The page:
Other habits I’ve developed include:
Being deliberate about scheduling and logging what I’m doing weekly for self-care: errands, family time, reading, journaling, cooking, cleaning, etc.
Establishing set work hours (especially if I’m working from home), and honouring them. For me, that means not going back to my office after supper unless it’s for something I have pre-scheduled intentionally for a specific reason.
Enlisting an accountability partner. I have a weekly call with my accountability partner to talk through what I was successful in accomplishing and where I missed the mark. We identify strategies for doing better in the week ahead and check in on each other to provide support. It makes a positive difference in staying the course.
Keeping in mind that no matter how deliberate I am about changing my workaholic tendencies, there’s always the risk of slipping back into an unhealthy pattern. Our to-do lists rarely get smaller, so it’s important to be aware of old habits resurfacing and have a strategy to combat them if they do.
It’s great to be engaged and excited about your job. And it feels validating when our colleagues commend us for our dedication. But when people start seeing their long hours in the office as a badge of honour, they risk high stress, low performance and eventual burnout. Don’t let it happen to you!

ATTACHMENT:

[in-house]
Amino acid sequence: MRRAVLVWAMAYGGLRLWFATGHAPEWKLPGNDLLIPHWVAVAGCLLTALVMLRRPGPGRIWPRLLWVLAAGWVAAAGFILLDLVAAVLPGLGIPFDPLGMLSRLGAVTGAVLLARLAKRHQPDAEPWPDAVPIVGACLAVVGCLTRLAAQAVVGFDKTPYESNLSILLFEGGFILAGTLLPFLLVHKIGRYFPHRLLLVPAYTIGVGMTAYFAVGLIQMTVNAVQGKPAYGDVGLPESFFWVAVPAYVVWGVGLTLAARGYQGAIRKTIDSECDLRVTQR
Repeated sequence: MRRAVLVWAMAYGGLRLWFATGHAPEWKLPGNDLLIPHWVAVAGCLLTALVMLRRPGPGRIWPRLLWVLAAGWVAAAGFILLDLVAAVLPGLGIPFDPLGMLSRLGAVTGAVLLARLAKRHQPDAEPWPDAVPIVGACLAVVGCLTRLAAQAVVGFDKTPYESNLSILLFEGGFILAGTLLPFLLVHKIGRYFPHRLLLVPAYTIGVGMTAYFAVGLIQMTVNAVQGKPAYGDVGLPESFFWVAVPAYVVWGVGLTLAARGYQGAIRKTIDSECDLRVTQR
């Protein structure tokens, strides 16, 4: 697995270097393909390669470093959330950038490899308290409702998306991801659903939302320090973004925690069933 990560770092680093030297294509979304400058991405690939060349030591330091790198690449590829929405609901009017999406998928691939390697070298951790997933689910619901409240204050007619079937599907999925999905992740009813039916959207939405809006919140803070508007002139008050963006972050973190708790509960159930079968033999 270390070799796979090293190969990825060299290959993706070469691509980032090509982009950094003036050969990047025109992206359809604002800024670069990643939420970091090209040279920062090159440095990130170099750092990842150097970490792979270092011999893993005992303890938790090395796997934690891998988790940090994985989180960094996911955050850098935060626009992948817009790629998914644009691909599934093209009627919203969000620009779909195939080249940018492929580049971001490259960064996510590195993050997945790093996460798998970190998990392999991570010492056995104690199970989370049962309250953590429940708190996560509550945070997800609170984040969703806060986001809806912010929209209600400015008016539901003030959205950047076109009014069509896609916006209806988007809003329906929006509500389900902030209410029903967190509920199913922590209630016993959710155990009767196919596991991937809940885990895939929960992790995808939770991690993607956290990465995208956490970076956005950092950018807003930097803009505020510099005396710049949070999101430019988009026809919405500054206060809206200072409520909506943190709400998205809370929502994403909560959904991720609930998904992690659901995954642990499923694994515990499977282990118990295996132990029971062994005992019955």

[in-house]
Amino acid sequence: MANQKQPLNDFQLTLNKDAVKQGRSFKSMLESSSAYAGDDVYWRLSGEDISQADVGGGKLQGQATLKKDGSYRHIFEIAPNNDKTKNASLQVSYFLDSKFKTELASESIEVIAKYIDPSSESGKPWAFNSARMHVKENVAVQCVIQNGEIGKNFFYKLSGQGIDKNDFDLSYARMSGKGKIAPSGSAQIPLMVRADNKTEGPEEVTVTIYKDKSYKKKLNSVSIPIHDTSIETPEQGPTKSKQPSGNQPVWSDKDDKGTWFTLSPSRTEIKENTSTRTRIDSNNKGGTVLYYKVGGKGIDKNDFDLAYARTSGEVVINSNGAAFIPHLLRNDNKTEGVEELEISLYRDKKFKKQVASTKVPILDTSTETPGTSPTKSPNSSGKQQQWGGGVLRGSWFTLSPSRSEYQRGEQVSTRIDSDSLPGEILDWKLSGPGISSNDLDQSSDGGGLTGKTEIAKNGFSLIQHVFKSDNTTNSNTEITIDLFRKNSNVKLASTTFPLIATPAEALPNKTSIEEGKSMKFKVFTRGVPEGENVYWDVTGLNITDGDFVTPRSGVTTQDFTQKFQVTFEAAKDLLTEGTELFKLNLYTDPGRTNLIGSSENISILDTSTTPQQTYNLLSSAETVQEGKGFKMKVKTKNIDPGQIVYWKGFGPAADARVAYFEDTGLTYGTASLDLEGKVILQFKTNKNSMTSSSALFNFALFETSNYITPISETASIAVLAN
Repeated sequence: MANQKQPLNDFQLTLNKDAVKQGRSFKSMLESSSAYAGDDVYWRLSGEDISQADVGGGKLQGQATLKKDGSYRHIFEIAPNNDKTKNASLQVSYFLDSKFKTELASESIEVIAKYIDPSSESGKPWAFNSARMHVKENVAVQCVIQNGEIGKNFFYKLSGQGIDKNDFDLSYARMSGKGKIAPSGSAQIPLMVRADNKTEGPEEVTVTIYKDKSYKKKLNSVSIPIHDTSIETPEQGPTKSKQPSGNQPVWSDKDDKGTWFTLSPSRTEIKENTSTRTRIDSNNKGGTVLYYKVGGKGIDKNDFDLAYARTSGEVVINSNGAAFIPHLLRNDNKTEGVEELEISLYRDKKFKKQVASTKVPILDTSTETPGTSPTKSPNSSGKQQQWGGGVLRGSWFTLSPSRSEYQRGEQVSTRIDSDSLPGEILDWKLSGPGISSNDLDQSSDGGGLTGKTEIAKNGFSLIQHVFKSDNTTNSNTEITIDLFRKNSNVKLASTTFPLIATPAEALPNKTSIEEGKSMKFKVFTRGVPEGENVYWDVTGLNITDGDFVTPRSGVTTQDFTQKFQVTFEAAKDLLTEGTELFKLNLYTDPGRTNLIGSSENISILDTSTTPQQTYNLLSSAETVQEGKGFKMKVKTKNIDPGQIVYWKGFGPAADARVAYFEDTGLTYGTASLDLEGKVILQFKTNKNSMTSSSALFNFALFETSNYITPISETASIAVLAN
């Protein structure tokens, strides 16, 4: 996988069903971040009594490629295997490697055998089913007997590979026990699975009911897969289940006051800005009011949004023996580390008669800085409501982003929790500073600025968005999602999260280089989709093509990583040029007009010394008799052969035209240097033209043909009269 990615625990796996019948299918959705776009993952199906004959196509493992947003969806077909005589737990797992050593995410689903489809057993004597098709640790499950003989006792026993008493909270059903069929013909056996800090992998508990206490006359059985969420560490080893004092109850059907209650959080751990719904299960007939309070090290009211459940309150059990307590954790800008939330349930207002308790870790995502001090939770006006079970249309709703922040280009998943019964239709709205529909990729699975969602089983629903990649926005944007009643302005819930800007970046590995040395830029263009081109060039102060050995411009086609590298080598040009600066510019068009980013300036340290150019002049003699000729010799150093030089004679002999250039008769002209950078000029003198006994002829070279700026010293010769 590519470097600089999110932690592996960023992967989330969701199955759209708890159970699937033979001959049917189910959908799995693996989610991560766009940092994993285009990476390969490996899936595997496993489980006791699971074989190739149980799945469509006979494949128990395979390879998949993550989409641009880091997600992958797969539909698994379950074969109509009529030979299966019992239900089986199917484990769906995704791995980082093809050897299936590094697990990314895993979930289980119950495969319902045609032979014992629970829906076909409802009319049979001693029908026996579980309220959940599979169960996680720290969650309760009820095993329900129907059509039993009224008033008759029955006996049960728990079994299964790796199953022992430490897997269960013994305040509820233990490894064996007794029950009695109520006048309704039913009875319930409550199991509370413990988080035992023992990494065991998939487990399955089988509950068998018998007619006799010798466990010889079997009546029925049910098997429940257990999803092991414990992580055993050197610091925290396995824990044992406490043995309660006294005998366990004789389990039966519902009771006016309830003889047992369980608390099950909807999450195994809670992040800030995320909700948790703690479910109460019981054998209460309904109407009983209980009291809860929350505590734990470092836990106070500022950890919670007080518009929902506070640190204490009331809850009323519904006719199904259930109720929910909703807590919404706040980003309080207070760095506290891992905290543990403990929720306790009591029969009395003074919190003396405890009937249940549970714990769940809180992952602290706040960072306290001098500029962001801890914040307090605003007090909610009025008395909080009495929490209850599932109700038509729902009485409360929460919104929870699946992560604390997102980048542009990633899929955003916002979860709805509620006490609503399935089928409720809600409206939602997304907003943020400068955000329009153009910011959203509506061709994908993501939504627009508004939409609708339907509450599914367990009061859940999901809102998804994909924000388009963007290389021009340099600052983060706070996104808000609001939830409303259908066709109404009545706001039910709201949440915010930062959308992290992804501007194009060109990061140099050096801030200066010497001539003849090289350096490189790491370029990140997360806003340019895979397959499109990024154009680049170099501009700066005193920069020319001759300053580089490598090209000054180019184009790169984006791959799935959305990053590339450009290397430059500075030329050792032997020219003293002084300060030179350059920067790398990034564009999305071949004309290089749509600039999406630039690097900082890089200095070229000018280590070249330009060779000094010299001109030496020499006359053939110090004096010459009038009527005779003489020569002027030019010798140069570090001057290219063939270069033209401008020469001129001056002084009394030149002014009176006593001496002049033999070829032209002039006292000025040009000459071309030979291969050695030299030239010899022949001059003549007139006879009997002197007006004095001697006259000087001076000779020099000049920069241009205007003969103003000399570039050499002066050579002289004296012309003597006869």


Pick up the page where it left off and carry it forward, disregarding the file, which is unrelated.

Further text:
Julie Perrine, CAP-OM, is the founder and CEO of All Things Admin, providing training, mentoring and resources for administrative professionals worldwide. Julie applies her administrative expertise and passion for lifelong learning to serving as an enthusiastic mentor, speaker and author who educates admins around the world on how to be more effective every day. Learn more about Julie’s books – The Innovative Admin: Unleash the Power of Innovation in Your Administrative Career; The Organized Admin: Leverage Your Unique Organizing Style to Create Systems, Reduce Overwhelm, and Increase Productivity; and Become a Procedures Pro: The Admin’s Guide to Developing Effective Office Systems and Procedures.